England’s new, decentralised version of its contact-tracing app will enter its public trial phase today, two months after the previous app was scrapped by Test and Trace programme head Baroness Dido Harding.
The new contact-tracing app, based on Google and Apple’s jointly-developed API, is being trialled on the Isle of Wight, although it is already in use in other regions of the UK, such as Northern Ireland, and in countries across the EU.
The model was the initial choice of software at the beginning of the coronavirus pandemic, until it was snubbed by the government in late April in favour of a centralised model. This was also trialled on the Isle of Wight in early May, before being cancelled a month later after it was discovered that the app could only pick up 4% of other iPhones it came in contact with.
The new software has been designed to monitor distance between people with the help of their smartphones, alerting users if they had been in close proximity to another person for a set period of time which could heighten the risk of contagion. If one user later tests positive for COVID-19, the other person is to be alerted to the fact even before they begin showing symptoms, lowering the chances of passing on the virus to others.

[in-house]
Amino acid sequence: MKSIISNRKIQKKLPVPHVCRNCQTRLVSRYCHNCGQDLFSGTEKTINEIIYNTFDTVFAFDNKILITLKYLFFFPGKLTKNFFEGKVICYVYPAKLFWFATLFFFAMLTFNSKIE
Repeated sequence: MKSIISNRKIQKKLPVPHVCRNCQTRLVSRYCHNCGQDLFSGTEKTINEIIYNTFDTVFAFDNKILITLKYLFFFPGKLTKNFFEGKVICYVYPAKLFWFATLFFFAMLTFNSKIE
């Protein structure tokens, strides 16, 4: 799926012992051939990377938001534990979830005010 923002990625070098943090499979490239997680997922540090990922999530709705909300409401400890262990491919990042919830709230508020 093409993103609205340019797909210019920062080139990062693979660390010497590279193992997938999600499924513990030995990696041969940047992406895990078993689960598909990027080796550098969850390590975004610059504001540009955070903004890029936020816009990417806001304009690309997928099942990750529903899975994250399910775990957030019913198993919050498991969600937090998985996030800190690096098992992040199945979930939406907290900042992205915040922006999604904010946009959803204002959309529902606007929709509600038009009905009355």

What is more, users who go out to public places, such as pubs, will also be asked to scan a QR barcode upon entrance, in order to make it easier to later alert them if they had visited a location linked to multiple infections.
Unlike the previous, centralised version, Apple and Google both claim their API is able to pick up 99% of smartphones it comes in contact with.
However, the new app is already facing significant challenges. One such issue is faulty distance estimates, which translates into smartphones wrongly recording users standing within 6 feet of one another. This could lead to a higher number of contagion alerts being sent, forcing users to isolate when there is no need to do so, as well as potentially causing emotional distress.
Even if the issue is resolved and the app positively passes the trial, the date of the rollout is not yet known. IT Pro has attempted to contact the Department of Health and Social Care to see how long the trial will last and whether the app is still estimated to launch in winter.
Get the ITPro. daily newsletter
Receive our latest news, industry updates, featured resources and more. Sign up today to receive our FREE report on AI cyber crime & security - newly updated for 2023.
Having only graduated from City University in 2019, Sabina has already demonstrated her abilities as a keen writer and effective journalist. Currently a content writer for Drapers, Sabina spent a number of years writing for ITPro, specialising in networking and telecommunications, as well as charting the efforts of technology companies to improve their inclusion and diversity strategies, a topic close to her heart.
Sabina has also held a number of editorial roles at Harper's Bazaar, Cube Collective, and HighClouds.